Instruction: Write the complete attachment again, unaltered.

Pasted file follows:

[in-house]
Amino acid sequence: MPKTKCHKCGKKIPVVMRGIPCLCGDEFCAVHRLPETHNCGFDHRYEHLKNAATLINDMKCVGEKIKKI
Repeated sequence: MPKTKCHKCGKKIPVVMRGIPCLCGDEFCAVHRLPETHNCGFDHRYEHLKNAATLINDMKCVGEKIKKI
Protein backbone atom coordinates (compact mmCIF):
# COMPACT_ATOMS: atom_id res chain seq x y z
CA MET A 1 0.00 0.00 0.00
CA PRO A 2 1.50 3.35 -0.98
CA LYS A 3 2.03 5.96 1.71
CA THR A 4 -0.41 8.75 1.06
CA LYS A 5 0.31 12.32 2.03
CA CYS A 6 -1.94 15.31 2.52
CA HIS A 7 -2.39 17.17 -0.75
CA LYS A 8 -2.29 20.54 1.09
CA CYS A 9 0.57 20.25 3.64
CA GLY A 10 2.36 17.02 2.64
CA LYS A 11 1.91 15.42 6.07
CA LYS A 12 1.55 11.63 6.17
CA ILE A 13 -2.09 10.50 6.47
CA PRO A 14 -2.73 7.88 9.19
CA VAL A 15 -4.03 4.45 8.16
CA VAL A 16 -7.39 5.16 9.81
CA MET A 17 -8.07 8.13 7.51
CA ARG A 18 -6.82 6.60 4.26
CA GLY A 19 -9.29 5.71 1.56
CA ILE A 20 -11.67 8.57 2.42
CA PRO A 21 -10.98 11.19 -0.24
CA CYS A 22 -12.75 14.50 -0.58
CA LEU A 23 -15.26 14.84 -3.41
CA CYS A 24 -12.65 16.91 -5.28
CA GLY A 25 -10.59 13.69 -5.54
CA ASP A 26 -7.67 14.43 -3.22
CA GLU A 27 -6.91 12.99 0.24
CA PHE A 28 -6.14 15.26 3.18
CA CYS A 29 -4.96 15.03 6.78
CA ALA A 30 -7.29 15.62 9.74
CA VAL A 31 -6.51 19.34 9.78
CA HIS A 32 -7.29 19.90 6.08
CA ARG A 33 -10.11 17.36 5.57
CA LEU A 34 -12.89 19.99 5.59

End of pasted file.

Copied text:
[in-house]
Amino acid sequence: MPKTKCHKCGKKIPVVMRGIPCLCGDEFCAVHRLPETHNCGFDHRYEHLKNAATLINDMKCVGEKIKKI
Repeated sequence: MPKTKCHKCGKKIPVVMRGIPCLCGDEFCAVHRLPETHNCGFDHRYEHLKNAATLINDMKCVGEKIKKI
Protein backbone atom coordinates (compact mmCIF):
# COMPACT_ATOMS: atom_id res chain seq x y z
CA MET A 1 0.00 0.00 0.00
CA PRO A 2 1.50 3.35 -0.98
CA LYS A 3 2.03 5.96 1.71
CA THR A 4 -0.41 8.75 1.06
CA LYS A 5 0.31 12.32 2.03
CA CYS A 6 -1.94 15.31 2.52
CA HIS A 7 -2.39 17.17 -0.75
CA LYS A 8 -2.29 20.54 1.09
CA CYS A 9 0.57 20.25 3.64
CA GLY A 10 2.36 17.02 2.64
CA LYS A 11 1.91 15.42 6.07
CA LYS A 12 1.55 11.63 6.17
CA ILE A 13 -2.09 10.50 6.47
CA PRO A 14 -2.73 7.88 9.19
CA VAL A 15 -4.03 4.45 8.16
CA VAL A 16 -7.39 5.16 9.81
CA MET A 17 -8.07 8.13 7.51
CA ARG A 18 -6.82 6.60 4.26
CA GLY A 19 -9.29 5.71 1.56
CA ILE A 20 -11.67 8.57 2.42
CA PRO A 21 -10.98 11.19 -0.24
CA CYS A 22 -12.75 14.50 -0.58
CA LEU A 23 -15.26 14.84 -3.41
CA CYS A 24 -12.65 16.91 -5.28
CA GLY A 25 -10.59 13.69 -5.54
CA ASP A 26 -7.67 14.43 -3.22
CA GLU A 27 -6.91 12.99 0.24
CA PHE A 28 -6.14 15.26 3.18
CA CYS A 29 -4.96 15.03 6.78
CA ALA A 30 -7.29 15.62 9.74
CA VAL A 31 -6.51 19.34 9.78
CA HIS A 32 -7.29 19.90 6.08
CA ARG A 33 -10.11 17.36 5.57
CA LEU A 34 -12.89 19.99 5.59